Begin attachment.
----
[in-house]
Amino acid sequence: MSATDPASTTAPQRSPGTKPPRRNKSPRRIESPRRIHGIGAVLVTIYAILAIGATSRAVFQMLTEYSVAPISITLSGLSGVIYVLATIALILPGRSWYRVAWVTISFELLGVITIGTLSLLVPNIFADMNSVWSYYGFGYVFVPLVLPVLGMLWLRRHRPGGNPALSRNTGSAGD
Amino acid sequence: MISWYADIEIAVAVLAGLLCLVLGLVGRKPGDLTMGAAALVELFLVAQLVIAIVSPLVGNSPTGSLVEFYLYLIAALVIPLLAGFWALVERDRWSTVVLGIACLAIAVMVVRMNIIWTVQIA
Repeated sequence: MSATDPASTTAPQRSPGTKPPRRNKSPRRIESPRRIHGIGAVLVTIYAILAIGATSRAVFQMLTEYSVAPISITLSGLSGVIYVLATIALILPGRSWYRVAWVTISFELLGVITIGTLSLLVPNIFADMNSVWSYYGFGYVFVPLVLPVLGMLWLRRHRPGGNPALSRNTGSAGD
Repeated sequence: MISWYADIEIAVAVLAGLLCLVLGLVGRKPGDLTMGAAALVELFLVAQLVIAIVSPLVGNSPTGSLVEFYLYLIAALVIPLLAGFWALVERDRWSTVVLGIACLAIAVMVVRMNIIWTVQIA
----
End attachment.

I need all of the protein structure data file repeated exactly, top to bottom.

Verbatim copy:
[in-house]
Amino acid sequence: MSATDPASTTAPQRSPGTKPPRRNKSPRRIESPRRIHGIGAVLVTIYAILAIGATSRAVFQMLTEYSVAPISITLSGLSGVIYVLATIALILPGRSWYRVAWVTISFELLGVITIGTLSLLVPNIFADMNSVWSYYGFGYVFVPLVLPVLGMLWLRRHRPGGNPALSRNTGSAGD
Amino acid sequence: MISWYADIEIAVAVLAGLLCLVLGLVGRKPGDLTMGAAALVELFLVAQLVIAIVSPLVGNSPTGSLVEFYLYLIAALVIPLLAGFWALVERDRWSTVVLGIACLAIAVMVVRMNIIWTVQIA
Repeated sequence: MSATDPASTTAPQRSPGTKPPRRNKSPRRIESPRRIHGIGAVLVTIYAILAIGATSRAVFQMLTEYSVAPISITLSGLSGVIYVLATIALILPGRSWYRVAWVTISFELLGVITIGTLSLLVPNIFADMNSVWSYYGFGYVFVPLVLPVLGMLWLRRHRPGGNPALSRNTGSAGD
Repeated sequence: MISWYADIEIAVAVLAGLLCLVLGLVGRKPGDLTMGAAALVELFLVAQLVIAIVSPLVGNSPTGSLVEFYLYLIAALVIPLLAGFWALVERDRWSTVVLGIACLAIAVMVVRMNIIWTVQIA